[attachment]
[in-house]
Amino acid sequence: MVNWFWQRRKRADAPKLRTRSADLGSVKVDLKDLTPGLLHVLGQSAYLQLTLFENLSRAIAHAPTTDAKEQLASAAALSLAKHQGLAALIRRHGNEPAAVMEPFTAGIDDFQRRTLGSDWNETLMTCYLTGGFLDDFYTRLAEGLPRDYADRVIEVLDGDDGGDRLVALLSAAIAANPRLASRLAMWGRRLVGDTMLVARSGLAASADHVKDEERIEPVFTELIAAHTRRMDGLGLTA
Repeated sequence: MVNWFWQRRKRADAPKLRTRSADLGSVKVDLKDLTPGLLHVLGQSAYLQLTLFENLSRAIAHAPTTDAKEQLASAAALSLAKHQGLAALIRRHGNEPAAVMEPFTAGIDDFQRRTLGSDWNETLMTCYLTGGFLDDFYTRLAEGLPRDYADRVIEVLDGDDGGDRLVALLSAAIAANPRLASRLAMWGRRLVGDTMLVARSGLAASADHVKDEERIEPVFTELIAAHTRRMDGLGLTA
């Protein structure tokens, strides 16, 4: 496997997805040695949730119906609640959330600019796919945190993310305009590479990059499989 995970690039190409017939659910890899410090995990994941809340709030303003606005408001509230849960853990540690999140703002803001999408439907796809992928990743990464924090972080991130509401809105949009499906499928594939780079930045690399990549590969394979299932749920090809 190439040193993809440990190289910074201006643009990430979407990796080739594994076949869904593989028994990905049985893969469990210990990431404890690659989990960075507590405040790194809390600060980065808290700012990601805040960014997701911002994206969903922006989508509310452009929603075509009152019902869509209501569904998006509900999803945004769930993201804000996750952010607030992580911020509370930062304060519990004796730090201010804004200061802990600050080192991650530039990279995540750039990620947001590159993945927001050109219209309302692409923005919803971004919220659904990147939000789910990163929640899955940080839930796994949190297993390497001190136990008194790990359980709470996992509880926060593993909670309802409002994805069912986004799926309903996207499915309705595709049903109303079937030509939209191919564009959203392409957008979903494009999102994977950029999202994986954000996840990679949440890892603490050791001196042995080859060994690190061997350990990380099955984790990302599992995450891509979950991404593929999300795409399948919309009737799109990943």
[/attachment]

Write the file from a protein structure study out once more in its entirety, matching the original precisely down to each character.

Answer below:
[in-house]
Amino acid sequence: MVNWFWQRRKRADAPKLRTRSADLGSVKVDLKDLTPGLLHVLGQSAYLQLTLFENLSRAIAHAPTTDAKEQLASAAALSLAKHQGLAALIRRHGNEPAAVMEPFTAGIDDFQRRTLGSDWNETLMTCYLTGGFLDDFYTRLAEGLPRDYADRVIEVLDGDDGGDRLVALLSAAIAANPRLASRLAMWGRRLVGDTMLVARSGLAASADHVKDEERIEPVFTELIAAHTRRMDGLGLTA
Repeated sequence: MVNWFWQRRKRADAPKLRTRSADLGSVKVDLKDLTPGLLHVLGQSAYLQLTLFENLSRAIAHAPTTDAKEQLASAAALSLAKHQGLAALIRRHGNEPAAVMEPFTAGIDDFQRRTLGSDWNETLMTCYLTGGFLDDFYTRLAEGLPRDYADRVIEVLDGDDGGDRLVALLSAAIAANPRLASRLAMWGRRLVGDTMLVARSGLAASADHVKDEERIEPVFTELIAAHTRRMDGLGLTA
């Protein structure tokens, strides 16, 4: 496997997805040695949730119906609640959330600019796919945190993310305009590479990059499989 995970690039190409017939659910890899410090995990994941809340709030303003606005408001509230849960853990540690999140703002803001999408439907796809992928990743990464924090972080991130509401809105949009499906499928594939780079930045690399990549590969394979299932749920090809 190439040193993809440990190289910074201006643009990430979407990796080739594994076949869904593989028994990905049985893969469990210990990431404890690659989990960075507590405040790194809390600060980065808290700012990601805040960014997701911002994206969903922006989508509310452009929603075509009152019902869509209501569904998006509900999803945004769930993201804000996750952010607030992580911020509370930062304060519990004796730090201010804004200061802990600050080192991650530039990279995540750039990620947001590159993945927001050109219209309302692409923005919803971004919220659904990147939000789910990163929640899955940080839930796994949190297993390497001190136990008194790990359980709470996992509880926060593993909670309802409002994805069912986004799926309903996207499915309705595709049903109303079937030509939209191919564009959203392409957008979903494009999102994977950029999202994986954000996840990679949440890892603490050791001196042995080859060994690190061997350990990380099955984790990302599992995450891509979950991404593929999300795409399948919309009737799109990943």